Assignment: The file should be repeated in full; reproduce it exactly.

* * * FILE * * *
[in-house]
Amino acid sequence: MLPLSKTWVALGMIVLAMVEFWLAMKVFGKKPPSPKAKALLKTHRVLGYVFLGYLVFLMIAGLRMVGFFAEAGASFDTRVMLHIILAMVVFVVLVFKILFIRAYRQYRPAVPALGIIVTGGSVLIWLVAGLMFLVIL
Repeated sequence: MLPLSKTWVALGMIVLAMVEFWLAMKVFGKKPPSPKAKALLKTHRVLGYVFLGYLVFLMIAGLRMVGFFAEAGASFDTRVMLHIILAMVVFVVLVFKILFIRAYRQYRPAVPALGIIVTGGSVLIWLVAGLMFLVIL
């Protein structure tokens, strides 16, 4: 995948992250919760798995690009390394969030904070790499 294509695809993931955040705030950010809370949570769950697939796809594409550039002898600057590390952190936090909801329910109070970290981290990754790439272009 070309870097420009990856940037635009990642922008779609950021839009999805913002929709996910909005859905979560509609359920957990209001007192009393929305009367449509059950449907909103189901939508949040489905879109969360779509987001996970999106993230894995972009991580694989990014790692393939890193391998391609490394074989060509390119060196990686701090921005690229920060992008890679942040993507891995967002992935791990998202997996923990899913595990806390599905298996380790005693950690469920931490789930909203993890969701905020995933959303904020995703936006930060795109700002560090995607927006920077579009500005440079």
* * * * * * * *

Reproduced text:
[in-house]
Amino acid sequence: MLPLSKTWVALGMIVLAMVEFWLAMKVFGKKPPSPKAKALLKTHRVLGYVFLGYLVFLMIAGLRMVGFFAEAGASFDTRVMLHIILAMVVFVVLVFKILFIRAYRQYRPAVPALGIIVTGGSVLIWLVAGLMFLVIL
Repeated sequence: MLPLSKTWVALGMIVLAMVEFWLAMKVFGKKPPSPKAKALLKTHRVLGYVFLGYLVFLMIAGLRMVGFFAEAGASFDTRVMLHIILAMVVFVVLVFKILFIRAYRQYRPAVPALGIIVTGGSVLIWLVAGLMFLVIL
């Protein structure tokens, strides 16, 4: 995948992250919760798995690009390394969030904070790499 294509695809993931955040705030950010809370949570769950697939796809594409550039002898600057590390952190936090909801329910109070970290981290990754790439272009 070309870097420009990856940037635009990642922008779609950021839009999805913002929709996910909005859905979560509609359920957990209001007192009393929305009367449509059950449907909103189901939508949040489905879109969360779509987001996970999106993230894995972009991580694989990014790692393939890193391998391609490394074989060509390119060196990686701090921005690229920060992008890679942040993507891995967002992935791990998202997996923990899913595990806390599905298996380790005693950690469920931490789930909203993890969701905020995933959303904020995703936006930060795109700002560090995607927006920077579009500005440079």